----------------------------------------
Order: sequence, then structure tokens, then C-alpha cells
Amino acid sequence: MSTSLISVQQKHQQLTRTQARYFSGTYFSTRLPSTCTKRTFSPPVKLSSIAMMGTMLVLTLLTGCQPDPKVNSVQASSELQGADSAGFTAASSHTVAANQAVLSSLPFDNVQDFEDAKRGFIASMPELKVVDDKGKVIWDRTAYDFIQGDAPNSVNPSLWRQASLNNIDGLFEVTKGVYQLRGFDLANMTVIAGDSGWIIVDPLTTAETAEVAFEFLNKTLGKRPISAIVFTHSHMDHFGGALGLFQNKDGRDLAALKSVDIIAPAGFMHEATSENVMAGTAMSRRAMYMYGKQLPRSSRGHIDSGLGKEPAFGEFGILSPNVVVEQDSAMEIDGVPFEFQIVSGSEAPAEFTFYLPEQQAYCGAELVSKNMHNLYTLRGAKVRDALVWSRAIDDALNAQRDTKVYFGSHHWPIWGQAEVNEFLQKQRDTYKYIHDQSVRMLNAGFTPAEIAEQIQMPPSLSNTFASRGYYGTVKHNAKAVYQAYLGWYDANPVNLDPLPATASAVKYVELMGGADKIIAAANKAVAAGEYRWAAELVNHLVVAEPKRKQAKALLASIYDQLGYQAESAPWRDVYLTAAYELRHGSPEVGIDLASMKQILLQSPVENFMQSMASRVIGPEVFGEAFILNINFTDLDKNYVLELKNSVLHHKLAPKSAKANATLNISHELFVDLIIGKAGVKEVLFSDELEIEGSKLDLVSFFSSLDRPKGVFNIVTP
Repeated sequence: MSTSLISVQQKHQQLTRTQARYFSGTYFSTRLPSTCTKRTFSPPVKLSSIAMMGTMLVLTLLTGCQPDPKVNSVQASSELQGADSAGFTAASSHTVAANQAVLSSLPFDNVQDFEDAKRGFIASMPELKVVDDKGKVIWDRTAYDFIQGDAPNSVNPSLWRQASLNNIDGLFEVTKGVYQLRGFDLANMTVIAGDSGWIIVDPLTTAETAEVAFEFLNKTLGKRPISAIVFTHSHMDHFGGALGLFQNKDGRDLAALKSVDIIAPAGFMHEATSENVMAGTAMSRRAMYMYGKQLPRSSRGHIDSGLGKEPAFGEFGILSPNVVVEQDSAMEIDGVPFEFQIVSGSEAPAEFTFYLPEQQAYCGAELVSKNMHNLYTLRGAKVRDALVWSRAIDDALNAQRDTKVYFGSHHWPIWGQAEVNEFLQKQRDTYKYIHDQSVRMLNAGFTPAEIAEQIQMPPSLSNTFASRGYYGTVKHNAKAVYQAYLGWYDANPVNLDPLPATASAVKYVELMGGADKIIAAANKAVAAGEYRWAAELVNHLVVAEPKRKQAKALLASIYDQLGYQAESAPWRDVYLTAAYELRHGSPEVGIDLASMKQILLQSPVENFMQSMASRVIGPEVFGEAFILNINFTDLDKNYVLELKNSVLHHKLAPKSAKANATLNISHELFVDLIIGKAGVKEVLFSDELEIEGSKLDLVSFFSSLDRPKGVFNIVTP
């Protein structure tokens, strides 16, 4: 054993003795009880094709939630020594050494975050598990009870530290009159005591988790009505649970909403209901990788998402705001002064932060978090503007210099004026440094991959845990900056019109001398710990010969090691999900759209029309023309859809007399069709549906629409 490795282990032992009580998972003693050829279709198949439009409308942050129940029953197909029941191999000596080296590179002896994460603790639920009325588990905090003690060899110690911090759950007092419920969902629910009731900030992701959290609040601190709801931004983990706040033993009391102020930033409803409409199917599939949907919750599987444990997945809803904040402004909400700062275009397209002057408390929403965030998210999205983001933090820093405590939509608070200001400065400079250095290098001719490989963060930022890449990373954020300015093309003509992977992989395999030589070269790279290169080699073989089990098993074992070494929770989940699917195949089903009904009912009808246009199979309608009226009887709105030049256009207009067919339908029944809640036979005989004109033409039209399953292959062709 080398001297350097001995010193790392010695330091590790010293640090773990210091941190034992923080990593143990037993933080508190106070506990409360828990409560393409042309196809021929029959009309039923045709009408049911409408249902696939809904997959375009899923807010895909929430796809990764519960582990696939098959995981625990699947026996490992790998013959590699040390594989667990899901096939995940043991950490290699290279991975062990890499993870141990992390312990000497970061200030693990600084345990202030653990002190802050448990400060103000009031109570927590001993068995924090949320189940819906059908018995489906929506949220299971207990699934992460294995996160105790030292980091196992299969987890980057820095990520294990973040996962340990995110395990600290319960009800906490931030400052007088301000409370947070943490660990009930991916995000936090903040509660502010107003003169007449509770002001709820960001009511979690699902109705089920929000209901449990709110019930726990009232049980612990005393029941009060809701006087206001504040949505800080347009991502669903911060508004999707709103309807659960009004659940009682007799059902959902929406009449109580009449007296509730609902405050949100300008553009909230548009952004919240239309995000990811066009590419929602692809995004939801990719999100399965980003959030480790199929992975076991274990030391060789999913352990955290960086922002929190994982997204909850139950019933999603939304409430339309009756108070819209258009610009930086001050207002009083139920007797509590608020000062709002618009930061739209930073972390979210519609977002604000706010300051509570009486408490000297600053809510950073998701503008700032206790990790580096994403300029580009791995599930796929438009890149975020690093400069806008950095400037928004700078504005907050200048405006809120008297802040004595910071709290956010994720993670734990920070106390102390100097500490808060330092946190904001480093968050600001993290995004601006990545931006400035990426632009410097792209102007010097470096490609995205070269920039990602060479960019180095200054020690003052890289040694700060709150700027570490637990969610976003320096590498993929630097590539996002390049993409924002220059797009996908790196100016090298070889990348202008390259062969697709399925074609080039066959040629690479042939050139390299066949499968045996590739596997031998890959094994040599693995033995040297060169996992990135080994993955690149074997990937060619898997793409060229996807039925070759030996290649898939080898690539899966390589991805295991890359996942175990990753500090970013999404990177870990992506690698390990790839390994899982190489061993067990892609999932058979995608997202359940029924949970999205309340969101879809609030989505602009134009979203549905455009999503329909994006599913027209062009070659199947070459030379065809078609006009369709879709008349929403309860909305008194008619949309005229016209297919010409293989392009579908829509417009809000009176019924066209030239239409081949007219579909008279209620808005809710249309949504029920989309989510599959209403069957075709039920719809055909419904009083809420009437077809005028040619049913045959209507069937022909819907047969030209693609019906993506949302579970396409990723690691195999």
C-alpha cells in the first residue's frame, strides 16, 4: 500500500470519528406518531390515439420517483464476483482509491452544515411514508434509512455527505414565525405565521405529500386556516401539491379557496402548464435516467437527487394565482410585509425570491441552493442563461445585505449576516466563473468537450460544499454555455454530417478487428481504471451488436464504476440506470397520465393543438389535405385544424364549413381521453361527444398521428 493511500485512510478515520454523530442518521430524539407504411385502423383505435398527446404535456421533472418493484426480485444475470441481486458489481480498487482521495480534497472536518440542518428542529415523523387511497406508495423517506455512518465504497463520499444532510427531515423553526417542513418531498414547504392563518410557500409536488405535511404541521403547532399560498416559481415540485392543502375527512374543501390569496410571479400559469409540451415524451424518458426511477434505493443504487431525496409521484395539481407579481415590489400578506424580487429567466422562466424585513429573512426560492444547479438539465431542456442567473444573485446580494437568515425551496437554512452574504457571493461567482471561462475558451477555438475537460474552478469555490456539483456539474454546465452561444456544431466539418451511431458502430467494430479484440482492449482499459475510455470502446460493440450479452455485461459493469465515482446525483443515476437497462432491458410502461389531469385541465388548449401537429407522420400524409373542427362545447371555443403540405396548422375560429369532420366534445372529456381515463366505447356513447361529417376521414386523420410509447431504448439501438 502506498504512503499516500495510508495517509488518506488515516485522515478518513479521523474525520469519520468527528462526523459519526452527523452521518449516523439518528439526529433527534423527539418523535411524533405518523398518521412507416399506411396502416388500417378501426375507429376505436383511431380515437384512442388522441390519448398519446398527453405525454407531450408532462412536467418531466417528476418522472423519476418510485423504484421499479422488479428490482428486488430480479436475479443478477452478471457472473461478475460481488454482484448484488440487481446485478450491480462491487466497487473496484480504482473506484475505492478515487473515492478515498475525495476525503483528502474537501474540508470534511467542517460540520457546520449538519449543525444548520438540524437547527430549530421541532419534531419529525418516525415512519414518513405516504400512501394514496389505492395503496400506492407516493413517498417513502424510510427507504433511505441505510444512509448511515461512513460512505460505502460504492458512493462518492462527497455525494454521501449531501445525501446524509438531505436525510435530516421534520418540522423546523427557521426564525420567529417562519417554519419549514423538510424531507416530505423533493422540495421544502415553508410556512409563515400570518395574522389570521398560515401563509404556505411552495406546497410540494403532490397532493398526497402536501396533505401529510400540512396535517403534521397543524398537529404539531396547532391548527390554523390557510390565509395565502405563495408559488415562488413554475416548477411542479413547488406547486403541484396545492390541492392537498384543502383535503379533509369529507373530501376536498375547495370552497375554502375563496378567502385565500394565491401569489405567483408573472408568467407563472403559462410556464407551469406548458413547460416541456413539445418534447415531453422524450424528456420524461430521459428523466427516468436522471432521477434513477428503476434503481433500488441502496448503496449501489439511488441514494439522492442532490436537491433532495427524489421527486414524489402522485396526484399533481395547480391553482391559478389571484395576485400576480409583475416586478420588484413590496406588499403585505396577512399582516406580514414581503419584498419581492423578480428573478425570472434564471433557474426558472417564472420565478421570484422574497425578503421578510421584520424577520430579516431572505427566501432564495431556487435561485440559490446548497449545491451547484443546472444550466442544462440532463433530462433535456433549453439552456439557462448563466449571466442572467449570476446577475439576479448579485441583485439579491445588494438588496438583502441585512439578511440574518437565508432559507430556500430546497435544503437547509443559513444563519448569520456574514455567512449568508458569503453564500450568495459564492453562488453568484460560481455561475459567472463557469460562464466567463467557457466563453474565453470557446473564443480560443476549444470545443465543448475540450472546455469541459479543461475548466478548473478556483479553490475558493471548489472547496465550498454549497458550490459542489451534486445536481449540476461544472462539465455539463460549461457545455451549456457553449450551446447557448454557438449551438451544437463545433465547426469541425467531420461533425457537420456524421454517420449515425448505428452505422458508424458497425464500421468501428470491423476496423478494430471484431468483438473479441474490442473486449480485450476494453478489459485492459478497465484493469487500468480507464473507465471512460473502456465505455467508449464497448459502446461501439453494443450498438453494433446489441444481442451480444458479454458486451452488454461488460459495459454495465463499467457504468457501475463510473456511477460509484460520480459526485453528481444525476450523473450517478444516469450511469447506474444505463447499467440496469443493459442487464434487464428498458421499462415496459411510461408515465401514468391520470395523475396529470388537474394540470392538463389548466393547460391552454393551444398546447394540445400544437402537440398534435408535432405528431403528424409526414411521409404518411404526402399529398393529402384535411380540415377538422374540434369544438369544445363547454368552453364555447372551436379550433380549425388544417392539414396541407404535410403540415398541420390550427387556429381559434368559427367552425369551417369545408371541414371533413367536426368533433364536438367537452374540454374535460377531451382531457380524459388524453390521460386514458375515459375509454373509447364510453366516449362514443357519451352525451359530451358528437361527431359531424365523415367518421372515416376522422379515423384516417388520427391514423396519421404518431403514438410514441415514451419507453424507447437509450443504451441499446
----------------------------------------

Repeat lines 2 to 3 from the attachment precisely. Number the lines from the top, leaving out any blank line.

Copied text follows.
Amino acid sequence: MSTSLISVQQKHQQLTRTQARYFSGTYFSTRLPSTCTKRTFSPPVKLSSIAMMGTMLVLTLLTGCQPDPKVNSVQASSELQGADSAGFTAASSHTVAANQAVLSSLPFDNVQDFEDAKRGFIASMPELKVVDDKGKVIWDRTAYDFIQGDAPNSVNPSLWRQASLNNIDGLFEVTKGVYQLRGFDLANMTVIAGDSGWIIVDPLTTAETAEVAFEFLNKTLGKRPISAIVFTHSHMDHFGGALGLFQNKDGRDLAALKSVDIIAPAGFMHEATSENVMAGTAMSRRAMYMYGKQLPRSSRGHIDSGLGKEPAFGEFGILSPNVVVEQDSAMEIDGVPFEFQIVSGSEAPAEFTFYLPEQQAYCGAELVSKNMHNLYTLRGAKVRDALVWSRAIDDALNAQRDTKVYFGSHHWPIWGQAEVNEFLQKQRDTYKYIHDQSVRMLNAGFTPAEIAEQIQMPPSLSNTFASRGYYGTVKHNAKAVYQAYLGWYDANPVNLDPLPATASAVKYVELMGGADKIIAAANKAVAAGEYRWAAELVNHLVVAEPKRKQAKALLASIYDQLGYQAESAPWRDVYLTAAYELRHGSPEVGIDLASMKQILLQSPVENFMQSMASRVIGPEVFGEAFILNINFTDLDKNYVLELKNSVLHHKLAPKSAKANATLNISHELFVDLIIGKAGVKEVLFSDELEIEGSKLDLVSFFSSLDRPKGVFNIVTP
Repeated sequence: MSTSLISVQQKHQQLTRTQARYFSGTYFSTRLPSTCTKRTFSPPVKLSSIAMMGTMLVLTLLTGCQPDPKVNSVQASSELQGADSAGFTAASSHTVAANQAVLSSLPFDNVQDFEDAKRGFIASMPELKVVDDKGKVIWDRTAYDFIQGDAPNSVNPSLWRQASLNNIDGLFEVTKGVYQLRGFDLANMTVIAGDSGWIIVDPLTTAETAEVAFEFLNKTLGKRPISAIVFTHSHMDHFGGALGLFQNKDGRDLAALKSVDIIAPAGFMHEATSENVMAGTAMSRRAMYMYGKQLPRSSRGHIDSGLGKEPAFGEFGILSPNVVVEQDSAMEIDGVPFEFQIVSGSEAPAEFTFYLPEQQAYCGAELVSKNMHNLYTLRGAKVRDALVWSRAIDDALNAQRDTKVYFGSHHWPIWGQAEVNEFLQKQRDTYKYIHDQSVRMLNAGFTPAEIAEQIQMPPSLSNTFASRGYYGTVKHNAKAVYQAYLGWYDANPVNLDPLPATASAVKYVELMGGADKIIAAANKAVAAGEYRWAAELVNHLVVAEPKRKQAKALLASIYDQLGYQAESAPWRDVYLTAAYELRHGSPEVGIDLASMKQILLQSPVENFMQSMASRVIGPEVFGEAFILNINFTDLDKNYVLELKNSVLHHKLAPKSAKANATLNISHELFVDLIIGKAGVKEVLFSDELEIEGSKLDLVSFFSSLDRPKGVFNIVTP